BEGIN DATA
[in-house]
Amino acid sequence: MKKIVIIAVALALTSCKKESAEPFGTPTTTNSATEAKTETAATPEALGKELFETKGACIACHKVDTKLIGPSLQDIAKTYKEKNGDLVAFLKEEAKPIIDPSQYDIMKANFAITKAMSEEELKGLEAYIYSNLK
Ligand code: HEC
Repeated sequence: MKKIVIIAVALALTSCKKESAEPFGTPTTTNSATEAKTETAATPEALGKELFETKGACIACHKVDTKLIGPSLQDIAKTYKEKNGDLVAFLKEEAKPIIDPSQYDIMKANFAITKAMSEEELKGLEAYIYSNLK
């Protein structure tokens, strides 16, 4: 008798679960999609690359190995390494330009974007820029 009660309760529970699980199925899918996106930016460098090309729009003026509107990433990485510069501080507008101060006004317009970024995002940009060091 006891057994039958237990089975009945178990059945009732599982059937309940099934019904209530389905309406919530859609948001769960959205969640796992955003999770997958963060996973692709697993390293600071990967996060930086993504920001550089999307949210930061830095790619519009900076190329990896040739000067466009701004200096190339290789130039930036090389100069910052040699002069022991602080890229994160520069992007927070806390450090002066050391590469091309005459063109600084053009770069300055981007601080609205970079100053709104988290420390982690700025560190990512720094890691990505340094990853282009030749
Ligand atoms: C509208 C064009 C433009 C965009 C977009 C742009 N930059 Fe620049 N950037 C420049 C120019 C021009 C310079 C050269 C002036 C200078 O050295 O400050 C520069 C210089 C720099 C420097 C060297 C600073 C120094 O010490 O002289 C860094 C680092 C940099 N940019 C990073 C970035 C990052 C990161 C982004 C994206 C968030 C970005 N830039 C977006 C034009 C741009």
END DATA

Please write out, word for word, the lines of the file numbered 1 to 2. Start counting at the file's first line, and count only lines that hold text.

[in-house]
Amino acid sequence: MKKIVIIAVALALTSCKKESAEPFGTPTTTNSATEAKTETAATPEALGKELFETKGACIACHKVDTKLIGPSLQDIAKTYKEKNGDLVAFLKEEAKPIIDPSQYDIMKANFAITKAMSEEELKGLEAYIYSNLK